Mason City Globe-Gazette (Newspaper) - January 5, 1943, Mason City, Iowa                             NORTH IOWAS DAILY PAPER EDITED FOR THE HOME OCPA1TMCNT Of K i s r o R v A fo A c D G M 0 I ft L i vc THE NEWSPAPER THAT MAKES ALL NORTH IOWANS NEIGHBORS VOL XLIX ASSOCIATED PRESS AND UNITED PRESS FULL LEASED WIRES r IVE CENTS A COPY MASON CITY IOWA TUESDAY JANUARY 5 1943 Hitler Effort to Keep Tip of Tunisia Makes Sector a Major Front By WES GALLAGHER ALLIED HEADQUARTERS IN NORTH AFRICA AP Hitlers attempt to keep the Mediterranean blocked to allied shipping has turned the Tunisian war into a major effort with thousands German and Italian troops deployed from Bizerte to the Tripolitanian border alonr with part of the first line strength of the German air force This purely personal c o n clusion is based on a 2100 mile trip to the war front in a jeep topped with another 700 piles of travel in a flying for tress much of it on a bomb ing mission GALLAGHER over Tunis For sheer torture the jeep trip was by far the worse These are the main impressions I got in traveling over the front IRaiu and constant threat of rain make allied tank warfare impossible in northern Tunisia until late February There are only a few main roads leading into Tunis and Bizerte and the ground between them is nothing but muck which would mire the lightest tank 2 The Germans with short lines of communication a perimeter defense of the two ports and a great concentration of artillery and aerial protection from Sar dinia and Sicily could halt any infantry assault with murderous losses 3 In the north land warfare has stagnated with neither side able to take a definite initiative 4 Despite the advantage of es tablished bases In Sicily and Sardinia within easy reach of the Irorjt the German air force is losing its punch in the face of allied opposition and is only a shadow of the terrible weapon it was in Greece and France 5 The lack of airfields is handi alliedair effort but the military punishment be insrdeait out by flying fortresses Lockheed lighting P38 fighters and RAF attacks is 10 times as effective militarily as the blows of the German air force 6 French troops with a total disregard of politics and anti quated equipment are fighting great gallantry particularly atPont de Fahs and in the south along a winding irregular line through the mountains toward Gafsa 7 The Germans are making great preparations for the defense of their positions in Tunisia One hindrance to the allied drive is the terrain which next to the weather is the key to the situation It resembles that of Arizona in appearance with fewer trees and with great mountains of by narrow twisting in rock cut roads There are great plateaus central Tunisia where the roads run from 50 to 60 miles without turning often skirting the ruins of old Roman cities Along these roads war chariots raced hun dreds of years ago Now sleel lightning fighters whisk down them a few feet over the camels driven by Arabs But where 100 stukas once appeared only 15 now appear Where 40 axis fighters flew only four now fly When they are challenged by the RAF and American fighters they quickly disappear The Germans obvi ously are husbanding their waning strength To the soldier underneath par ticularly the divebombing is still hell but it is impossible to keep every enemy plane off every allied soldier The Germans with long prepared fields in Sardinia and Sicily hold every advantage but they have been unable to exploit them to the extent they did in Greece Crete and Norway In dry weather Tunisias great plateaus provide a hundred flying fields for the asking but now these fields must be created with thousands of tons of wire netting brought hundreds of miles by trucks Even with these I have seen Spitfires land in six inches of water which sprayed two feet high over the cockpit as the plane came in On the other hand the allied bomber attack has been one of the most consistent of the war Able to pick and choose from fields well behind the lines American bombers smash down on the Germans In Bizerte Tunis Sfax Gabes and Sousse by day while bombers from the middle east command hit by night In the nprlh of Tunisia the war has gone into wet and miserable trenches along the ridges as in World war days It is here that American troops are facing the veteran German troops and learn ing through hardship the crafts of war In the south there is no just a series of strong points held by the French British parachutists and scattered American troops The Germans use gliders to drop their patrols behind these strong points for guerrilla raids while American and French patrols often penetrate deep into the enemy lines On similar raids It is a dangerous and exciting country where one never knows while driving along whether parachutists or glider troops have mined the road or bridge just ahead I can still hear the howls of rage from the ground troops They have been divebombed and strafed dozens of times I have done my share of ditch jumping as Messerschmitfs raked the road It is still true that the Germans can raid the allied lines making daylight travel on the few roads and they even control the air for short periods Foievery four bombs dropped by the Germans on Bone or be hind the allied lines however British and American bombers drop 40 This ratio is increasing and when It can be coordinated with a tank attack it can be a de ciding factor Gen Walther Nehring the German commander in Tunisia recognizes this and he is con serving air strength which has been estimated at about 1000 planes in Tunisia Southern Italy Sardinia Sicily and Tri poli Any doubtthat Hitler intends to fight for the bottleneck of the Mediterranean between Tunisia and Sjcity hasbeen dispelled by the quality of the prisoners being taken There are crack German airmen who saw service in west ern Europe Norway and Russia Some of them wear insignia de noting 110 operational flights The first scratch troops are be ing replaced by veteran German outfits and their numbers are in creasing every day CAROLE LANDIS WED TO FLYER Went to Britain to Entertain Troops LONDON Landis blond film star from the United States and Capt Thomas C Wal lace of Pasadena Cal a U S army airforce pilot were married Tuesday Miss Landis came to Britain to entertain troops Captain Wallace has been here two and n half years and was one of the original mem bers of the royal air forces Ameri can Eagle squadron The wedding ceremony was per formed in lie Church of the As sumption The couple had planned to be married New Years day bu Miss Landis had not recoverec fully from an appendicitis opera tion THIS PAPER CONSISTS OP TWO SECTIONS SECTION ONE NO 75 HITLER HOLD AT ALL COST British Move Near Akyab Base JAP SHIPS ARE SEEN GOING IN OUT OF HARBOR Knox Says Nipponese Destroyers Floated Supplies to Guadalcanal By THE ASSOCIATED PRESS Gen Sir Archibald P Wavells British legions from India were reported moving nearer the big Japanese base at Akyab in Burma Tuesday and dispatches from the front declared it was uncertain whether the Japanese commander intends to defend Akyab or with draw without a fight British troops advancing along the Bay of Bengal coast were last reported within 25 miles of the port W A Reuters British news agency correspondent said Jap anese ships had been moving in and out of Akyab harbor dur ing he last few days but whether they were bringing up supplies or taking off troops is difficult to establish The Reuters correspondent said the puzzle would be solved shortly when it is expected that British forces may contact the enemy and declared that meanwhile the Japanese were carrying out haras sing tactics by dashing along jun gle to execute short sharp attacks Other far Pacific developments Solomon the Navy Frank Knox said in lhat Japanese de stroyers which reached the waters off the northwest Guadalcanal is land last Saturday apparently did not make a landing but did send metal drums of supplies drifting toward shore The next morning Knox said American torpedo boats and planes from Quadalcanal air field scour ed the vicinity and sank all the drums they could find Knox said the Japanese squad ron originally 10 destroyers had been under repeated attack for 275 miles during its ap proach to Guadalcanal to land supplies and reinforcements One of the destroyers was set aflame and another was prob ably sunk The best information have is that they didnt make a landing but were driven off Knox told newsmen NEW GUINEA Douglas MacAUhurs headquarters reported tersely that American and Australian troops were re grouping preparatory to attack against the last Japanese strong hold on the Papuan peninsula at Sanananda Point V fires were reported left in the enemys defense positions after allied warplanes swept overhead at low altitudes drop ped 11000 pounds of 300pound bombs on Japanese machine gun nests and strafed enemy troops Frontline reports said allied troops mopping up the Buna Giropa Point sector which wss occupied Jan 3 overran the area faster and with loss resistance than expected CAROLE LANDIS Htds airforce pilot EXCONGRESSWOMAX DIES RYE N Y Con gresswoman Caroline ODoy 07 four times elected represcntative allargc from New York and close friend of President and Mrs Roosevelt died Alonday night U RELOW AT CHARLES CITY Grip of Cold Wave Is Continued on Iowa DES cold continued to grip Iowa Tuesday after the mercury dropped to 14 below zero at Charles City during the night Mason City reported 12 below Spencer recorded a minimum of 10 below Other below zero read ings included Fort Dodge 5 Du buque 4 Sioux Cily 3 and Ce dar Rapids and Ames 1 The highest the mercury climbed Monday was at Council Bluffs 25 above Airlines President Is Denied Seat on Plane SALT LAKE CITY Utah UP A Coiiltcr president of western Airlines was refused a scat on a WAL plane bound for California because all accommo dations were held by paying pas sengers Portsmouth Wall Foils Flood Yanks Capture Heights on Guadalcanal WASHINGTON M Ameri in Iroops on Guadalcanal island lave gained strategic high ground their airfield from he southwest and repulsed six inemy counter attacks killing a otal of 150 Japanese troops Navy communique number 240 aid South Pacific All dates arc sist longitude 1 On Jan 4 Catalinas consolidated PBY md flying fortresses Boeing B 7 executed a series of air U acks on the Munda in the lew Georgia group The same svening dive bombers escorted y fighters bombed antiaircraft losilions taxiwaVS rind runways n the same area Results of the were not reported All of our nlnncs returned 2 Our troops on Guadalcanal iltackeit and gained high ground lositions in tho vicinity of Mount Tin ftn wall at Portsmouth Ohio held back the Ohio river from the city ol 40000 is graphically shown here With water 16 feet from the top of the wall H houseboat floats high above the business section at left which remains clrv Report Japs Massing Large AIRPORT STILL Armada for New Thrust Melbourne Papers Say Nippon Planes Believed MELBOURNE newspapers displayed prominent ly Tuesday a statement by a gov ernment official that the Japanese were reported massing the largest armada they have yet sent into the southwest Pacific and that Japanese aircraft apparently op erating from submarines had been scouting the Australian northeast coast In Washington Navy Secrelarv Knox said that there were always enemy ships at Rabnul New Brit ain but that to the best of my knowledge there Is no unusual concentration at the moment He had been asked at a piess con ference whether the navy had in formation of a concentration ot Japanese shipping at Rabaul pre sumably for an attack on Guadal canal or the alliedheld part of New The published accounts said reports of intensive enemy ac tivity in the New Guinea area which had reached the federal Government suggested a large scale Japanese amphibious op eration in Ihe zone northeast of Australia The official who told of he re ported new Japanese activity did not permit his identity to be dis closed It was suggested here that these reports probably prompted Premier John Curtin to make his recent appeal for more allied aid The official said that a luiae concentration of Japanese ships had been sighted off Rabaul and other New Britain harbors and that at Munda in the Solomons the Japanese were constructing an airdrome which would be one of the largest in the southwest Pa cific capable of nccommodatins large fleets of the heaviest bomb ers lie said that Japanese mer chant ships and transports in the New Guinea area iverc strongly supported by warships dispersed for greater safety from allied air action Adverse weather also was re ported helping screen the Japa nese ships from allied bombers Cuttinafter receiving these re ports conferred with senior mem bers of the Australian naval staff A meeting of the war council has been called for next week The official who told of the threatening moves suggested these probable Japanese alternatives 1 Another move against the Americans in the Guadalcanal area 2 An attempt to reinforce the last Japanese forces in the Buna Sanananda point area ot northeast New Guinea in an effort to win bacl airdromes in that sector 3 A general move to strengthen the whole Japanese southwest Pa cific line perhaps to establish de fensive positions Japanese land parlies were said to be working feverishly con structing new defenses in the Sol omons and in Portuguese Timor Weather Report FORECAST MASON CITY Warmer Tuesday afternoon Tuesday night and Wednesday forenoon lowest Tuesday night 8 above IOWA Not so cold Tuesday night and Wednesday forenoon MINNESOTA Notso cold Tues day night and Wednesday fore noon IN MASON CITY GlobeGazette weather statistics Maximum Monday r Minimum Monday night 12 At 8 a m Tuesday 4 At 2 p m Tuesday 12 YEAR AGO Maximum 5 i Minimum 24 Trains Collide in Tunnel in Wyoming No One Injured 8 Cars of Westbound Los Angeles Limited Derailed in Wreck OMAHA Union Pa cific railroad said that eight cars on its westbound Los Angeles lim ited were derailed in n collision in a tunnel at Hcrmosa early Tuesday but that no injuries were reported to the 136 passengers aboard The railroad said another train struck the rear end of the Los An geles limited Speed of the limited was estimated at from 10 to 12 miles an hour and the other train from 18 lo 20 miles an hour The derailed cars included he club car diner and six Pullmans The passengers were moved Into cars scut from Cheyenne Wyo to the tunnel entrance Earlier in the evening the rail t road said there was a freight cai derailment at the cast switch a Uermosa with no injuries re ported Fourteen cars were de railed Because ot ibe earlier de railment the railroad was using the main track as a single track between Dale Creek and Hermosa junction Hermosa is about 20 miles south cast of Laramie The tunnel is a concrete one 827 feet long The train that collided with the limited was a mail and express train westbound out ot Omaha Cause of the freight train lc railmcnt officials said was shifting of a load of sled plate in one of the cars The car turned over when the heavy load shifted and the derailment resulted The train was carrying five cars load ON CAA LIST Regional Engineer Stands The temporary stop order oj construction of the Mason Cit airport is still in force but his of fice is planning spring construe ticn here Paul V Roberts Kan sas City regional engineer for the vii aeronautics administration reported during a visit in Masoi City Tuesday Questioned about an Associated Press dispatch Tuesday f r o n Washington D C slating that Im war production board stopped eon struction on the Mason City air port project to conserve material for other work Mr Roberts sail that it undcubtedly referred to the temporary stop order last month by the CAA The allocation by ih CAA for development ol th Mason City municipal airport slil stands Mr Roberts declared noth Ing to the contrary having beet received in Ills office The temporary stop order wa issued by the WPB Mr Robert said because of the shortage o building materials He said ccmen and asphalt are on the critical lis as well as steel US SHIPYARDS EXGEEDFRGOAL 746 Ships and 800 Smal Craft Made in 1942 WASHINGTON shipyards slightly exceeded Prcsi dent Pooscvclts goal of producin 8000000 deadweight tons o shipping in 1342 Rear Admlm Emory S Land chairman cf ih maritime commission reported Tuesday Land said the ynrds delivered 746 ships of 8030800 tons exclu sive of merchanttype vessel built for the armed forces 800 small craft The year was climaxed by a record month in December when 121 ships of 1939300 tons were placed in service The best previous month VMS September with 33 ships of 1 OGI112 tons Austen capturin enemy ield piece Six enemy counter Hacks were repulsed with ISO Japanese killed Patrols in other sectors killed 20 additional Japa nese and captured howitzers nortars and light machine guns The occupation of the new po sitions southwest of the airfield constituted what appeared to be he first important advance of American ground forces on the island in weeks Heretofore the American troops had engaged only in widespread patrol activity which took a heavy toll of their starving and more or less isolated Japanese opponents on the west ern and southern Hanks of the American position protecting Guadalcanal airfield The immediate purpose of the advance In the vicinity of Mount Austen a 1514foot peak four miles southwest ot the airfield undoubtedly was to prevent the Japanese from bombarding the field from theheights The Scylla is a 5450 ton British the admiralty and air ministry cruiser ROUGE RIVER STRIKE SPREADS 15000 Ford Workers Estimated to Be Idle DETROIT unauthor ized strike at the vast River Rouge plant of the Ford Motor companv spread o an estimated 1500 workers Tuesday as an army offi cer expressed fear the situation was growing more serious by the hour A company spokesman esti mated that 8470 day shift workers hhtt been idled in addition io fiOOfl employes forced to lay down their tools Monday night when main tenance workers in several build ings walked out to protest the c o m p a n ys reorganization of maintenance crews Col George E Strong plant protection chief for the army air forces estimated that 30000 man hours of work were lost Monday ight and thai another BO000 would be losl Tuesday Strong said units affected by the stoppage included four foundries a machine shop the power plant and the motor building The situation is growing more serious as time he as serted Work for the ailforces is not yet affected but it soon will be if the strike continues NEW RED TRAP IMPERILS MORE OF NAZI TROOPS Hitler Wants Front Held Even if Rostov Should Be Cut Off By ROGER D GREENE Associated Press IVar Editor With the entire nazi campaign in the Caucasus threatened with col Inpsc Adolf Hitler was reported Tuesday to have ordered the Ger man armies on that front to hold at all costs even if the Russians cut off their northern escape corridor through Rostov Advices reaching far without the German plan now was to supply the axis Caucasus army by sea if land communications failed The nnzis nerc reported massing a fleet of all available ships in the Black sea to carry supplies to No vorossisk Heavy battles raged OR five great fronts in the Russian cam paign Tuesday imperilling GcYmriis on a 1000mile line with the red armies of ColGen Nikolai F Vatutiri threatening to spring a fresh trap around nazi garrisons in the Don bend 100 miles of Stalingrad V Soviet dispatches said two Russian forces lacked only 30 miles of forging the final link in a Hew ring around the Germans following the capture of Cher nishkov and the nari air base at Chernishkovskaya 40 miles to the north Union of the two red armies would encircle more axis divisions in a region 50 miles west other tightlyclosed trap engulfing the survivors of 22 German divi sions before Stalingrad Russian headquarters denounc ing German claims of success as lies as foolish as they arc false reported an unbroken series of red army triumphs in live key sectors 1 NORTHERN Our troops continued their ad vance and occupied several popu lated places the soviet command announced An especially fierce engage ment look place in the area of 4 large village The Germans Ihrcw considerable numbers of infantry and tanks into the at tack In handtohand fighting with bayonets and rifle butts soviet Iroops routed the Hitler ites and drove them from the villasre Pressing liieucomeback drive through the Caucasus the Rus sians were reported surging ahead from newlycaptured Mozdok gateway to the Grozny oil fields and southeast of Nalchik 2 MIDDLE German high command threw masses oC reinforcements into one sector ot In all of 1941 only Oi ships of 1088000 tons were completed less than the production in Dcccmbcr of 1042 At the end of 1942 merchant ships were being delivered at the rale of four a day a schedule reached a month earlier than had been estimated Reveal Quebec Storm Worst in 50 Years TORONTO OP Censorship was lifted Tuesday to disclose that eastern Ontario and western Quebec suffered their worst win ter storm in 50 years over the New Years holiday The city of Brockville on the St Lawrence iiver was without power tele graph or telephone service for three days and communications nniu arm communica necl plate officials added have not been fully restored i he middle Don scoring a slight sain but army tanks swung into the battle killing several hundred nazis and wrecking 49 enemy tanks A soviet communique said the Russians encircled more nazi gar risons in the drive across the mid die Don sieppcs toward Rostov and declared lhat in counterattacks at tempting to relieve the beleag uered forces the Germans lost 1000 killed in Mondays fighting SOUTHWEST OF STALIN troops captured several more towns and dislodged tiic Germans from an important position after a flanking attack 4 SOUTHWEST OF VELIK1E columns driving toward he nearby Latvian fron tier routed the Germans out of a stronglyfortified center of resist ance after smashing barbedwire defenses and picking a path through minefields vessel filled with raw materials 5 WEST OF German bCC were reputed Atlantic it was nnnnmm off I A Moscow broadcast declared that General Vatutws hardfight ing Legions seized 2000000 shells 500000 aerial bombs 17 planes and huge stores of supplies in the capture of Chcrnishkov and Cher nishkovskaya west of Stalingrad Other developments in the Eu ropean conflict WESTERN AIR bombers smashed at Germanys war foundries in the Ruhr valley Monday night for the second night in n row and the Berlin radio ac knowledged casualties and dam age lo buildings in residential quarters XOHTII A F RIC sandstorms forced a lull in op erations on the Libyan desert front where Gen Sir Bernard L Montgomerys British 8th army was last reported in contact with Rommels Afrika koips in the re gion west of Wadi Bei El Chebir There was nothing lo report from our land forces British headquarters announced LARGE GERMAN VESSEL SUNK Caught Trying to Run Blockade in Atlantic LONDON A large German vessel filled with raw materials for Germany has been sunk in the Atlantic it was announced offi jcially Tuesday I The announcement was made in this joint communique from the admiralty and anr ministry A large German vessel at tempting to run the blockade heavily laden with raw materials for Germany has been inter cepted by our patrols and sunk in the Atlantic The enemy vessel was sighted by aircratt ot the coastal com mand which directed surface forces to the area in which the enemy was ultimately found and sunk by if M s Scylla Capt I A P Maclntyrc C B E I TYRONE POWEK TRAINS SAN DIEGO Cal Star Tyrone Power hero of many a swashbuckling role begun sev en weeks preliminary training as a private in the marine corps here He had been on inactive duly since his enlistment in Aug ust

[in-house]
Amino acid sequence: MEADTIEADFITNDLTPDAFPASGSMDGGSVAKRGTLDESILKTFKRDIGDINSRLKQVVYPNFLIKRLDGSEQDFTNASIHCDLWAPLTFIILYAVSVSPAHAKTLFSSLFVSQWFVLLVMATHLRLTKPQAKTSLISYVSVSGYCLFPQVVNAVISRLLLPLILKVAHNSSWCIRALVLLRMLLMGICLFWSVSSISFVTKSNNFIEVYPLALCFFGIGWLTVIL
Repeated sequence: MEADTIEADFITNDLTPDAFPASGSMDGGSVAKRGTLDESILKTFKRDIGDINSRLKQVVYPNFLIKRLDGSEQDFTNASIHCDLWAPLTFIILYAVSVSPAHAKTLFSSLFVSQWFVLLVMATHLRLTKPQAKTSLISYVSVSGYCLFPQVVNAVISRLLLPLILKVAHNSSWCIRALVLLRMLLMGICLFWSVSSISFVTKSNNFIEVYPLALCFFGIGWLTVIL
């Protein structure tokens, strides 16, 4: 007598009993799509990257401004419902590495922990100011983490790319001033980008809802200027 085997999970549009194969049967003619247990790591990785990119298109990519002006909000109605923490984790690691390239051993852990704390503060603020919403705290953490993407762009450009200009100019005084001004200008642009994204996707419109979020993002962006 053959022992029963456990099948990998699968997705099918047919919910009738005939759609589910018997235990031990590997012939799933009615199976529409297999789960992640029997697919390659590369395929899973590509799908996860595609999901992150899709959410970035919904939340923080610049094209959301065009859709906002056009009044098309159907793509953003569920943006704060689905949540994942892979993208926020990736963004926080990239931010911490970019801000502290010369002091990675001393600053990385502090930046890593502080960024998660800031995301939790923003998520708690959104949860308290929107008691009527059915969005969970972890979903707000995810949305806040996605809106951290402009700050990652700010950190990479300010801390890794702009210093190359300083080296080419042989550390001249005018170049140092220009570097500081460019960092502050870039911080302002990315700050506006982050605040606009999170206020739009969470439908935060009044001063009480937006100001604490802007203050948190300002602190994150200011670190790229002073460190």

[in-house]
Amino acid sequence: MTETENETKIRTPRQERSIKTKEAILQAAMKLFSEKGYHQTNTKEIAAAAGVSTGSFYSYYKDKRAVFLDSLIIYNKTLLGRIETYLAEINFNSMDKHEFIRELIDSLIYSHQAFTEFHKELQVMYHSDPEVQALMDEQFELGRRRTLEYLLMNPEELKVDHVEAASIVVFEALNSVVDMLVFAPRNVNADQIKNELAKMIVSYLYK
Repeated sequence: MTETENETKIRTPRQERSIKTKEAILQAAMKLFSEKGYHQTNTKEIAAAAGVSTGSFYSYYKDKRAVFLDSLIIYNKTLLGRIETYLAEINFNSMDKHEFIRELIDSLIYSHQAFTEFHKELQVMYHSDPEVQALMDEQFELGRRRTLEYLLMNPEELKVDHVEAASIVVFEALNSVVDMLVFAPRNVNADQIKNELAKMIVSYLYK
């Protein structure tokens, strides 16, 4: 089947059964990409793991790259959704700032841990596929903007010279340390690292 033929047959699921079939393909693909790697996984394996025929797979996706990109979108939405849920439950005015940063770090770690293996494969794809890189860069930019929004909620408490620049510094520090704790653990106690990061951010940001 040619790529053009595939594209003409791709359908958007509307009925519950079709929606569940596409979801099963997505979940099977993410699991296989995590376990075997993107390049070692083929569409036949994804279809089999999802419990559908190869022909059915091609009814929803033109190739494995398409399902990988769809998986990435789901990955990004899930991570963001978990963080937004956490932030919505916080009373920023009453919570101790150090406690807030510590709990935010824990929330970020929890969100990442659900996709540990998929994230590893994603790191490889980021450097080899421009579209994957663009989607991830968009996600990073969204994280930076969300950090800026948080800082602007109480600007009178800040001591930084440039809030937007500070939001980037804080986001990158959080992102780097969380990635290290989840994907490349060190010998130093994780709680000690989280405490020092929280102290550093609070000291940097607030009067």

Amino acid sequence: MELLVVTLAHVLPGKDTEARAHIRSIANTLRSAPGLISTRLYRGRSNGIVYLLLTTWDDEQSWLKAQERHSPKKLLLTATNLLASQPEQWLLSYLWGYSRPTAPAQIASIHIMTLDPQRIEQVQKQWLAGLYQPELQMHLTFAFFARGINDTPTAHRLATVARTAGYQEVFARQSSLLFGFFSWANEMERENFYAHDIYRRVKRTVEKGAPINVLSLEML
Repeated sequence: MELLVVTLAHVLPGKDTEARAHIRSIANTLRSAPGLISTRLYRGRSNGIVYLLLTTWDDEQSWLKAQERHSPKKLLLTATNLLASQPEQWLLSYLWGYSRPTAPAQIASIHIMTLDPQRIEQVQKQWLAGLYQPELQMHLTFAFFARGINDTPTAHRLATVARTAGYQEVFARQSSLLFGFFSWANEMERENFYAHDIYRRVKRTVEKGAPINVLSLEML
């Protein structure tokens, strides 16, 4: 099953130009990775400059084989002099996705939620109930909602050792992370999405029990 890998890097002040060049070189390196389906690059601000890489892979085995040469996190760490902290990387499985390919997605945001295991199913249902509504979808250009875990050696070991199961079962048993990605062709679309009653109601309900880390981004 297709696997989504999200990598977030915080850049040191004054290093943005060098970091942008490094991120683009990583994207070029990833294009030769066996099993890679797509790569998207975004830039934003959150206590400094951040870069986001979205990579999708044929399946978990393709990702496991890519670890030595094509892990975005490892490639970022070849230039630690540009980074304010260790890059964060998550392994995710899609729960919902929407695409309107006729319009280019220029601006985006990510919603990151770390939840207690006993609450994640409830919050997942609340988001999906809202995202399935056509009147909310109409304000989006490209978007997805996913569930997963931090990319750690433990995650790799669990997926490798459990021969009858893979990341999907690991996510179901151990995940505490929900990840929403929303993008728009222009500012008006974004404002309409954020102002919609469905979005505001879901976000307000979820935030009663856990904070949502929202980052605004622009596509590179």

From 1607 To The Present